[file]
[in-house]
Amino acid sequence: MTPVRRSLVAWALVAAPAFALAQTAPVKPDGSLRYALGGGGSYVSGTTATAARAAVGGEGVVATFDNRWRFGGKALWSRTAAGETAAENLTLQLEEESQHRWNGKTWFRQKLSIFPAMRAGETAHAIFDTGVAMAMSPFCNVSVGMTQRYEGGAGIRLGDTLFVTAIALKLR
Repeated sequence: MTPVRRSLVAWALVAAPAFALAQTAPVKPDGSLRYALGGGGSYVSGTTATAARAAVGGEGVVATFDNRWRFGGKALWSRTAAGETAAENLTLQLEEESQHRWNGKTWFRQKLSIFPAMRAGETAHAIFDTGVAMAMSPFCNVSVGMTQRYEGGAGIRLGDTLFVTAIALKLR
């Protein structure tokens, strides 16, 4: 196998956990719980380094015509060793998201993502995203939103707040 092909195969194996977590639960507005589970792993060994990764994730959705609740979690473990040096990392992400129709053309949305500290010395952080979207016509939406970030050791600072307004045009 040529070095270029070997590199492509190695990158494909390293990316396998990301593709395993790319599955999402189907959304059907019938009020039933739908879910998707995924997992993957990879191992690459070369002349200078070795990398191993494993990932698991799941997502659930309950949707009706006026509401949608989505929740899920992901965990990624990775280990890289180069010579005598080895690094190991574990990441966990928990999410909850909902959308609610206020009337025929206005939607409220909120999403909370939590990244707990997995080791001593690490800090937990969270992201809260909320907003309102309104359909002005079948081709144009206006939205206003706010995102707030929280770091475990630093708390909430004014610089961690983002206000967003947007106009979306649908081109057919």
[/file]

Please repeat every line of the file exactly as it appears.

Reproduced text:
[in-house]
Amino acid sequence: MTPVRRSLVAWALVAAPAFALAQTAPVKPDGSLRYALGGGGSYVSGTTATAARAAVGGEGVVATFDNRWRFGGKALWSRTAAGETAAENLTLQLEEESQHRWNGKTWFRQKLSIFPAMRAGETAHAIFDTGVAMAMSPFCNVSVGMTQRYEGGAGIRLGDTLFVTAIALKLR
Repeated sequence: MTPVRRSLVAWALVAAPAFALAQTAPVKPDGSLRYALGGGGSYVSGTTATAARAAVGGEGVVATFDNRWRFGGKALWSRTAAGETAAENLTLQLEEESQHRWNGKTWFRQKLSIFPAMRAGETAHAIFDTGVAMAMSPFCNVSVGMTQRYEGGAGIRLGDTLFVTAIALKLR
């Protein structure tokens, strides 16, 4: 196998956990719980380094015509060793998201993502995203939103707040 092909195969194996977590639960507005589970792993060994990764994730959705609740979690473990040096990392992400129709053309949305500290010395952080979207016509939406970030050791600072307004045009 040529070095270029070997590199492509190695990158494909390293990316396998990301593709395993790319599955999402189907959304059907019938009020039933739908879910998707995924997992993957990879191992690459070369002349200078070795990398191993494993990932698991799941997502659930309950949707009706006026509401949608989505929740899920992901965990990624990775280990890289180069010579005598080895690094190991574990990441966990928990999410909850909902959308609610206020009337025929206005939607409220909120999403909370939590990244707990997995080791001593690490800090937990969270992201809260909320907003309102309104359909002005079948081709144009206006939205206003706010995102707030929280770091475990630093708390909430004014610089961690983002206000967003947007106009979306649908081109057919």